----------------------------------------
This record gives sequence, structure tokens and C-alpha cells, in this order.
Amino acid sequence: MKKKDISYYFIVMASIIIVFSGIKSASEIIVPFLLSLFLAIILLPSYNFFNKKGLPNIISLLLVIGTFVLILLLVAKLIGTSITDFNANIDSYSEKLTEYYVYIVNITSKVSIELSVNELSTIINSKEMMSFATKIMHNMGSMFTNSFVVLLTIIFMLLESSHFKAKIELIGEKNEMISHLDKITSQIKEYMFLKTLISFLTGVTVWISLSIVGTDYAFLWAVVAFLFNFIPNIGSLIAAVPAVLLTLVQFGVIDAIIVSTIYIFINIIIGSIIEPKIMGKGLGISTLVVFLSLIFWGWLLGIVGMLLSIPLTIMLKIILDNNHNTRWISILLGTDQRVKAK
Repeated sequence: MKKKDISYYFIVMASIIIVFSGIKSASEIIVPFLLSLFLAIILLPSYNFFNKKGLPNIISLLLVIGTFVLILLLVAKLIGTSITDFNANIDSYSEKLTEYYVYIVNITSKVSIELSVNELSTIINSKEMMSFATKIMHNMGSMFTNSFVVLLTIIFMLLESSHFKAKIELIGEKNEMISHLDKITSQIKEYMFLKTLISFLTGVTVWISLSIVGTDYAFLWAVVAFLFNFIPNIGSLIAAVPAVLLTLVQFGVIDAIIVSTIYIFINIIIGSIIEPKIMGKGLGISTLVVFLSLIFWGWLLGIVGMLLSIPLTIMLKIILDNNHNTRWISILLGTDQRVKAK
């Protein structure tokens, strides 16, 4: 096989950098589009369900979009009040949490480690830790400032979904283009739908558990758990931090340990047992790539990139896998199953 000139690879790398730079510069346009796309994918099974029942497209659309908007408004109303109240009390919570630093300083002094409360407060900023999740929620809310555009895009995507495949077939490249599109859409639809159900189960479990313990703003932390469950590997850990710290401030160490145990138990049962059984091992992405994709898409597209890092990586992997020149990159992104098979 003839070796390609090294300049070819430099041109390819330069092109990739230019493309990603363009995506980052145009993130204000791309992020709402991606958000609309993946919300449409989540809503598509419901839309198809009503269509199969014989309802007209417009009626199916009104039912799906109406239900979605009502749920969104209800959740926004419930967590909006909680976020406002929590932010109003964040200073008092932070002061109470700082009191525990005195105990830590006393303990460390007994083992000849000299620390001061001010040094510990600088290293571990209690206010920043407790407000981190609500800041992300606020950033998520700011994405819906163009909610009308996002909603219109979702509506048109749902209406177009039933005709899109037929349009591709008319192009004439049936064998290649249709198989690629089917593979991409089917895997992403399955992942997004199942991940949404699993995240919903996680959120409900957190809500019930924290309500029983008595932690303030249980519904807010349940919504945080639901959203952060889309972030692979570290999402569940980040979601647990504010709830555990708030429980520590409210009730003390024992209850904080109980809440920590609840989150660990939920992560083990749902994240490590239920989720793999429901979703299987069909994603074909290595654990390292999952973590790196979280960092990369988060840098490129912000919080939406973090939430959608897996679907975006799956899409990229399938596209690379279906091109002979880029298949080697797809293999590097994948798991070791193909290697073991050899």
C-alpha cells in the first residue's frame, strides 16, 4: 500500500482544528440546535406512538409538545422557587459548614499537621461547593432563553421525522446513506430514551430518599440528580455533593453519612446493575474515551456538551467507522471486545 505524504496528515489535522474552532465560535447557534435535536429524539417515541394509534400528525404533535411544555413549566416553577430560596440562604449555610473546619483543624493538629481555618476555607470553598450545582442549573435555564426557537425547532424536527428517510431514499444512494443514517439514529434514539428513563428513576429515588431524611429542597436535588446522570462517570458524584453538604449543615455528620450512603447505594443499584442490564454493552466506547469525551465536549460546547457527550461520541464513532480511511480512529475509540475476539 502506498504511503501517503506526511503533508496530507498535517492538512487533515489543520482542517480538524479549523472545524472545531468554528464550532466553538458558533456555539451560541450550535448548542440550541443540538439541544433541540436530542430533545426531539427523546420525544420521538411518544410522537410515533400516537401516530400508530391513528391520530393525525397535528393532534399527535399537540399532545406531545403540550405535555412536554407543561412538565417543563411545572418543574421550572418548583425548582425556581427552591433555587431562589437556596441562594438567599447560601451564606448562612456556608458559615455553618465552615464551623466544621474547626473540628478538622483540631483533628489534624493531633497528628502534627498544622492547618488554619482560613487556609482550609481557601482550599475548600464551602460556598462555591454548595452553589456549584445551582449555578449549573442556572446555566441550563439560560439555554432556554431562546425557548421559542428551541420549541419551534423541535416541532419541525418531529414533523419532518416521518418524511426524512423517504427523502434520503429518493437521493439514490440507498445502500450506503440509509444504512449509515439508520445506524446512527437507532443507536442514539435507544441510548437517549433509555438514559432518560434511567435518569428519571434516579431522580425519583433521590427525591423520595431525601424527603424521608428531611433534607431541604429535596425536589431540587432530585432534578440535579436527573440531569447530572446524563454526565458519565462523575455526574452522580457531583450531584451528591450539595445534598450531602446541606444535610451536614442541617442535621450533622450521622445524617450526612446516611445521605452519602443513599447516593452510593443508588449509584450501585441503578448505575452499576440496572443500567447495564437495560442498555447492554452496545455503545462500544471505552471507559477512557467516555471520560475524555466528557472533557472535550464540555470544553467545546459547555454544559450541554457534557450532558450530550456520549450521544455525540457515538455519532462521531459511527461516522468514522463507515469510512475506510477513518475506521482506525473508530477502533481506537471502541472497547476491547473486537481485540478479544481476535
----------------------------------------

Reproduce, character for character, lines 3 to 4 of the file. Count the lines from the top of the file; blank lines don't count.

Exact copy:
Repeated sequence: MKKKDISYYFIVMASIIIVFSGIKSASEIIVPFLLSLFLAIILLPSYNFFNKKGLPNIISLLLVIGTFVLILLLVAKLIGTSITDFNANIDSYSEKLTEYYVYIVNITSKVSIELSVNELSTIINSKEMMSFATKIMHNMGSMFTNSFVVLLTIIFMLLESSHFKAKIELIGEKNEMISHLDKITSQIKEYMFLKTLISFLTGVTVWISLSIVGTDYAFLWAVVAFLFNFIPNIGSLIAAVPAVLLTLVQFGVIDAIIVSTIYIFINIIIGSIIEPKIMGKGLGISTLVVFLSLIFWGWLLGIVGMLLSIPLTIMLKIILDNNHNTRWISILLGTDQRVKAK
């Protein structure tokens, strides 16, 4: 096989950098589009369900979009009040949490480690830790400032979904283009739908558990758990931090340990047992790539990139896998199953 000139690879790398730079510069346009796309994918099974029942497209659309908007408004109303109240009390919570630093300083002094409360407060900023999740929620809310555009895009995507495949077939490249599109859409639809159900189960479990313990703003932390469950590997850990710290401030160490145990138990049962059984091992992405994709898409597209890092990586992997020149990159992104098979 003839070796390609090294300049070819430099041109390819330069092109990739230019493309990603363009995506980052145009993130204000791309992020709402991606958000609309993946919300449409989540809503598509419901839309198809009503269509199969014989309802007209417009009626199916009104039912799906109406239900979605009502749920969104209800959740926004419930967590909006909680976020406002929590932010109003964040200073008092932070002061109470700082009191525990005195105990830590006393303990460390007994083992000849000299620390001061001010040094510990600088290293571990209690206010920043407790407000981190609500800041992300606020950033998520700011994405819906163009909610009308996002909603219109979702509506048109749902209406177009039933005709899109037929349009591709008319192009004439049936064998290649249709198989690629089917593979991409089917895997992403399955992942997004199942991940949404699993995240919903996680959120409900957190809500019930924290309500029983008595932690303030249980519904807010349940919504945080639901959203952060889309972030692979570290999402569940980040979601647990504010709830555990708030429980520590409210009730003390024992209850904080109980809440920590609840989150660990939920992560083990749902994240490590239920989720793999429901979703299987069909994603074909290595654990390292999952973590790196979280960092990369988060840098490129912000919080939406973090939430959608897996679907975006799956899409990229399938596209690379279906091109002979880029298949080697797809293999590097994948798991070791193909290697073991050899």